PlayPhone challenges the app store status quo
Few consumers look to carriers to provide the best mobile apps--combine that with the dominance of Apple's App Store and Google Play, and it's easy to understand why it's been so hard for established players in telecom to get much traction in the app sales segment. Verizon, for example, finally shuttered its V Cast app store early this year after much criticism, and Vodafone's AppSelect app store suffered a similar fate not long before. What may be increasingly common on many handsets in the near future is an alternative app store called PlayPhone that's managed to form partnerships with a number of the major carriers.
PlayPhone describes itself as a social gaming service with more than 350 titles from Big Blue Bubble, 11Bits and several other independent developers. The company has signed up Verizon Wireless and most recently Sprint to offer its store pre-loaded on select Android smartphones. PlayPhone has also partnered with AT&T on an HTML5 store. Those who use it will be able to purchase apps via carrier billing, meaning their payments will simply be added onto their regular phone bill rather than being managed as a separate credit card transaction.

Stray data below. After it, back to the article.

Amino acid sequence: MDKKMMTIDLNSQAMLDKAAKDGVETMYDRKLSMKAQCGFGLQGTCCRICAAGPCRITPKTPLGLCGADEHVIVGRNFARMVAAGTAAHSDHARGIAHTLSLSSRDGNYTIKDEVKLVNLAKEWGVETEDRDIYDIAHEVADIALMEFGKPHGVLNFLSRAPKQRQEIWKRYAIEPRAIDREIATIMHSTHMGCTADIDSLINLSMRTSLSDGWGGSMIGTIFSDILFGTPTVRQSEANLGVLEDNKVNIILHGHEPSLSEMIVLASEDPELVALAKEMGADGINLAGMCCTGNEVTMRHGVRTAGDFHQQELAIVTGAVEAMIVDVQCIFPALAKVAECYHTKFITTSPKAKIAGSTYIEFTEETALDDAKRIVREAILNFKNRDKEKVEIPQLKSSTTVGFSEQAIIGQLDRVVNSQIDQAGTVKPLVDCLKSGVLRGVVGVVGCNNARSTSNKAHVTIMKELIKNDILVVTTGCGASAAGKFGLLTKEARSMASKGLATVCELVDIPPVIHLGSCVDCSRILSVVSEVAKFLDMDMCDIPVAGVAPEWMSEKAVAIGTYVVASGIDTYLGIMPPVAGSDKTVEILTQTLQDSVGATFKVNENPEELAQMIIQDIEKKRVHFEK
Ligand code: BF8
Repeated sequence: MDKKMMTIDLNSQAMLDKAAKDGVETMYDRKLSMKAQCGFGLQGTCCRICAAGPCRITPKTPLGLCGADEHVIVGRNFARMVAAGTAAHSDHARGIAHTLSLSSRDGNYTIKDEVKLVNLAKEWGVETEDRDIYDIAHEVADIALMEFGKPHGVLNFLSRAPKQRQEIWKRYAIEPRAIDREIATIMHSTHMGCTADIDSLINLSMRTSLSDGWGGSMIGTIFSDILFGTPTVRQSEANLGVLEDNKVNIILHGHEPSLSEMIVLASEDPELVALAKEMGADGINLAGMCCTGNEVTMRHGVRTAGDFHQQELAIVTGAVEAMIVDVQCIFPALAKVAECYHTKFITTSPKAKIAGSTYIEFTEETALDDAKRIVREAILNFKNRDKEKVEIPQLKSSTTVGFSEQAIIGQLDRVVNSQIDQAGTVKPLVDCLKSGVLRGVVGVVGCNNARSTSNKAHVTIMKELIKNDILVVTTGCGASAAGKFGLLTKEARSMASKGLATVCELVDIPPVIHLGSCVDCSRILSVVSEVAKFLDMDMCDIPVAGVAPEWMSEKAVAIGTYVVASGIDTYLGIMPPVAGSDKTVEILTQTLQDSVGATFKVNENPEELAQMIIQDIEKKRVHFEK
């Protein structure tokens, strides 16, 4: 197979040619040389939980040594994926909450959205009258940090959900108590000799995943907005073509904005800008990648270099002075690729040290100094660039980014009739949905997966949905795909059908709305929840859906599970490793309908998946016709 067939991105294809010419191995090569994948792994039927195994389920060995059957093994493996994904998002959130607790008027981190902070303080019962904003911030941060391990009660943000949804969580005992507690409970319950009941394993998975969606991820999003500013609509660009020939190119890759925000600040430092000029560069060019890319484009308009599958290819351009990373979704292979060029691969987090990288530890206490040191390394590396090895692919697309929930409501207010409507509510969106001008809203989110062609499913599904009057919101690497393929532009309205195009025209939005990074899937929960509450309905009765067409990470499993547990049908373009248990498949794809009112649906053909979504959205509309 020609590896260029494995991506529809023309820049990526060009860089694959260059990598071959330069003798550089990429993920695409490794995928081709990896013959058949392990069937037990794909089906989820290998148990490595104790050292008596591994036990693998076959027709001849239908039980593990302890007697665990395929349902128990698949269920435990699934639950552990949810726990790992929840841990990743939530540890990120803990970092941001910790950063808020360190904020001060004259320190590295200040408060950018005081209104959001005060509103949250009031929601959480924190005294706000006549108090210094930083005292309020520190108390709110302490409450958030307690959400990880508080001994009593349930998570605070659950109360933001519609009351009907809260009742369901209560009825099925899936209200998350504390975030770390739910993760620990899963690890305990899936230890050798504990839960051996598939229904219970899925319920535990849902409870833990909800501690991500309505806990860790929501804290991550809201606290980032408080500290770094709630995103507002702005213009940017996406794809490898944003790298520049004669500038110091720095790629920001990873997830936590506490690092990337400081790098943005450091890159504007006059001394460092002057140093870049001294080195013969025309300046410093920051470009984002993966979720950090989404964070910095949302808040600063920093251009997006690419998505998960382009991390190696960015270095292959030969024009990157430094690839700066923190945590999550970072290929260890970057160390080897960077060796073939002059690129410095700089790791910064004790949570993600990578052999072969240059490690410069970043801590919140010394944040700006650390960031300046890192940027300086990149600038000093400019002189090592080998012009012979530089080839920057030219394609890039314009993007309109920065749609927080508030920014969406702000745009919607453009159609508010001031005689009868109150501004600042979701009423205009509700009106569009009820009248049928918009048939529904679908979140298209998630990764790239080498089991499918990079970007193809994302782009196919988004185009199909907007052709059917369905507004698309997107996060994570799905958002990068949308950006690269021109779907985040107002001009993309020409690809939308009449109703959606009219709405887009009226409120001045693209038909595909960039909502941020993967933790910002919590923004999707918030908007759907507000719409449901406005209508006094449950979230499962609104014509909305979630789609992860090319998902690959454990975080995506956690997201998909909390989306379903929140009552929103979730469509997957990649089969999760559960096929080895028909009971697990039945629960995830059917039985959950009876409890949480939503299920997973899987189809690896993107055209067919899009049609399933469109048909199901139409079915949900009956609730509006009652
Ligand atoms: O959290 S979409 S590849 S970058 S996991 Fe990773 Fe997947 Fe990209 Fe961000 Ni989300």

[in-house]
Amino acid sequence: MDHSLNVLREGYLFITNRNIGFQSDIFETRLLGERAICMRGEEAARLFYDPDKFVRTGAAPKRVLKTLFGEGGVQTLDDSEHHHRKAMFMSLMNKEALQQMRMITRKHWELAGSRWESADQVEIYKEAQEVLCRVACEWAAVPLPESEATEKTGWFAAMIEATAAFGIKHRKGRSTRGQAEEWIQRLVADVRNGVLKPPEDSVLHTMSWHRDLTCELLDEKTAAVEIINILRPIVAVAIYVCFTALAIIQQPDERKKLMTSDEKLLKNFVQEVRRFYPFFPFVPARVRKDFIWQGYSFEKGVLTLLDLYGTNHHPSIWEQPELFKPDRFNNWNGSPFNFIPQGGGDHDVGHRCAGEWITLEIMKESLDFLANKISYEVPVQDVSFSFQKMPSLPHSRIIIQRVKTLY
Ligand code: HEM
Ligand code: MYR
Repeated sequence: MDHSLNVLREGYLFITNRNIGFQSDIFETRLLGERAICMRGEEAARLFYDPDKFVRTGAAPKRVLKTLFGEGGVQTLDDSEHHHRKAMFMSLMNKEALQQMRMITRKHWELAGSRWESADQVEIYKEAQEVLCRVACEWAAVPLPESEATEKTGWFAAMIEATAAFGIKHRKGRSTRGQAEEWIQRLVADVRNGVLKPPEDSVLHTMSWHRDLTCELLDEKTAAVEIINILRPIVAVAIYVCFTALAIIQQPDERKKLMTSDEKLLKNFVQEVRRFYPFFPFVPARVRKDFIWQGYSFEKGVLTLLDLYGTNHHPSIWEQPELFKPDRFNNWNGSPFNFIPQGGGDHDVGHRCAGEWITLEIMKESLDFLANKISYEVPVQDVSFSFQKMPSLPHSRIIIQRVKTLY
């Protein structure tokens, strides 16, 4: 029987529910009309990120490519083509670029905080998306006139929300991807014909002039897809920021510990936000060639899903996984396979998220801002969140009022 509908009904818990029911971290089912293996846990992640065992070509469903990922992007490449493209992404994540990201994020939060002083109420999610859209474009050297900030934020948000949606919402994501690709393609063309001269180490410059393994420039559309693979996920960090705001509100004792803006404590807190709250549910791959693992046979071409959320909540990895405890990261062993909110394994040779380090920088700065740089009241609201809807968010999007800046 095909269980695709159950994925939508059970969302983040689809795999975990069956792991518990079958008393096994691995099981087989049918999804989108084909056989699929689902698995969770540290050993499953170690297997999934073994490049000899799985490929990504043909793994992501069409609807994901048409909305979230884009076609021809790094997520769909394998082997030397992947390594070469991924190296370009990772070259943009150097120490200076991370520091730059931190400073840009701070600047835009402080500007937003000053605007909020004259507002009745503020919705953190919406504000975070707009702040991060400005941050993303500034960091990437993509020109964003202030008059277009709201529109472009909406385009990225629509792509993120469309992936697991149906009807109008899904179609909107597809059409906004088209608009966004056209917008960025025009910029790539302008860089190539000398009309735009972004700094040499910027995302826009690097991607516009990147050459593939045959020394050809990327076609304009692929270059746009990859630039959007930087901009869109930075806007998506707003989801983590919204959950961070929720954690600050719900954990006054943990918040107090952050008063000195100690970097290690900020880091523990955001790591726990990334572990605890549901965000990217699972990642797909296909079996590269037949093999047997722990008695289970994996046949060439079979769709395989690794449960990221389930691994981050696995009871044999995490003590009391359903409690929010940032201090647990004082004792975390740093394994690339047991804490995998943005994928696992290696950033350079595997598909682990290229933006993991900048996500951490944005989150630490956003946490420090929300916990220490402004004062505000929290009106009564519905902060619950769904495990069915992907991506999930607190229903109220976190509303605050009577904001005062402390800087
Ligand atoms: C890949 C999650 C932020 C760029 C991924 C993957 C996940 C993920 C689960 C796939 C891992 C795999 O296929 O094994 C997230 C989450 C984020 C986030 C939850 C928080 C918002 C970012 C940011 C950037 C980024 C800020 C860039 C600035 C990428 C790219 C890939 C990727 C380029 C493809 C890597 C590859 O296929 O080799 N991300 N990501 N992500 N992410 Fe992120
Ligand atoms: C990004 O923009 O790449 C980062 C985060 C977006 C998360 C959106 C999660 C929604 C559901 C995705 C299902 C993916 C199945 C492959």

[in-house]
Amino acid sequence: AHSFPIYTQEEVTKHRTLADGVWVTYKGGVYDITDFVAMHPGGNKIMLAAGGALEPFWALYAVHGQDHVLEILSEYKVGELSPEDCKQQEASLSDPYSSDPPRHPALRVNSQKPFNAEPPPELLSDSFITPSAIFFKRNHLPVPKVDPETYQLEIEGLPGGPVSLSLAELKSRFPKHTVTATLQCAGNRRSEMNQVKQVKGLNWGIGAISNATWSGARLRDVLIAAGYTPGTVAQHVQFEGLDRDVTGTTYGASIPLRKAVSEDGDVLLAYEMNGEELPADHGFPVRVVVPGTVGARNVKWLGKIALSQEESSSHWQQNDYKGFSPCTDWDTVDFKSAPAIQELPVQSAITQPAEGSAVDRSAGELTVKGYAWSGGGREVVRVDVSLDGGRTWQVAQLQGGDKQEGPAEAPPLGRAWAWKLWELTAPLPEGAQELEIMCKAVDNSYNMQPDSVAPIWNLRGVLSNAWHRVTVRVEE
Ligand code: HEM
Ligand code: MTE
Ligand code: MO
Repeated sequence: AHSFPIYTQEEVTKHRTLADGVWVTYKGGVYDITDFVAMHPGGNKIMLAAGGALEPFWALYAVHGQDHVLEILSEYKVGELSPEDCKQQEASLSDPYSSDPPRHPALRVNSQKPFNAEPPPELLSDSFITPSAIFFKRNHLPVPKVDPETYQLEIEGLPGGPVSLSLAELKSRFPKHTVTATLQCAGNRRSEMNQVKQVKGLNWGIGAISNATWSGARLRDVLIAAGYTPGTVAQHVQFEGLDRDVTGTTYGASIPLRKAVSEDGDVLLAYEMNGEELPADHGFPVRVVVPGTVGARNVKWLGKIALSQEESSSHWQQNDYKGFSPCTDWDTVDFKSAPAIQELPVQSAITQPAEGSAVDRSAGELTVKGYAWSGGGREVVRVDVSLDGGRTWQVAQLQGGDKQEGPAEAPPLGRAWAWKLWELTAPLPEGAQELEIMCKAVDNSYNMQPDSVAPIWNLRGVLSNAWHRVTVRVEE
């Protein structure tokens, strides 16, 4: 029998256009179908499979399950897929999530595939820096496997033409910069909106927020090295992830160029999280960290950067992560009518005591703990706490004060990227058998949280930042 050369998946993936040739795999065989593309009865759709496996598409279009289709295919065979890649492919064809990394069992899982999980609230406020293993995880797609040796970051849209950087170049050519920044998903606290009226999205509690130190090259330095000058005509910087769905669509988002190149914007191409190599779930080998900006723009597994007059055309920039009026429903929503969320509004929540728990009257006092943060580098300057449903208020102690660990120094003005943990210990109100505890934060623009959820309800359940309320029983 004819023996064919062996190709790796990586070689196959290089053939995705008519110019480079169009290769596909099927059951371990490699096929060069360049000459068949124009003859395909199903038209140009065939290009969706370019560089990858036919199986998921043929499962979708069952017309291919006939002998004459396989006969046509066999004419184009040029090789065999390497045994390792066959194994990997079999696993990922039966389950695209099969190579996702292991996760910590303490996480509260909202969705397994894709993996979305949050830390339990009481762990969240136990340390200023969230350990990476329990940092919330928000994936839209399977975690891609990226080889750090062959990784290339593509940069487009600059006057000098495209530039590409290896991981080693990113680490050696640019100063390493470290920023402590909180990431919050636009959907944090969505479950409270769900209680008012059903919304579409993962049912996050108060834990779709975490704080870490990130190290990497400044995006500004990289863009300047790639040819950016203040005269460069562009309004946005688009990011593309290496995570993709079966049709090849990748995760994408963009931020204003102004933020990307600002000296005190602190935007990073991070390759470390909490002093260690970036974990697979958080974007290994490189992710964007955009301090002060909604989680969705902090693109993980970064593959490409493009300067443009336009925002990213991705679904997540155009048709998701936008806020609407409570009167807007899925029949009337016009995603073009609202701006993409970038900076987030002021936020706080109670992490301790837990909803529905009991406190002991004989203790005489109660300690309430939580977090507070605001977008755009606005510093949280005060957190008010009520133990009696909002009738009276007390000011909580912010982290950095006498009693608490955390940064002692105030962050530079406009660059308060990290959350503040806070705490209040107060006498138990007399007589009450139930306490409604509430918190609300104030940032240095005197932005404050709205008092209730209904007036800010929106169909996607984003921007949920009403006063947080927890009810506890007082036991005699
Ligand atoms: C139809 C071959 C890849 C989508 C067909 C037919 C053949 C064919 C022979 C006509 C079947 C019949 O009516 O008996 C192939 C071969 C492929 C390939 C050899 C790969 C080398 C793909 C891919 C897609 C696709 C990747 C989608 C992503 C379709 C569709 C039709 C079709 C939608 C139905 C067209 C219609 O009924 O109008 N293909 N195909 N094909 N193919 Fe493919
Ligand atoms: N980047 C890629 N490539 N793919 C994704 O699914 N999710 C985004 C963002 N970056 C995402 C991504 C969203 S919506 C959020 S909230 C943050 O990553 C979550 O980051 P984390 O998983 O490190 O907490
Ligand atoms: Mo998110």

Bhaskar Roy, PlayPhone's chief product officer, said the "frictionless" element of carrier billing is one of the most compelling reasons why the concept of owning an app store--even if it's just a white-labeled version of PlayPhone--remains attractive to major carriers. "In the first wave of app stores, carriers were looking at how they could bring it in-house. They built the server farms in-house, got all the games themselves, and tried to do it end to end. But those are pretty big costs. What we provide is software-as-a-service, in the cloud, thereby they can get economies of scale." Feature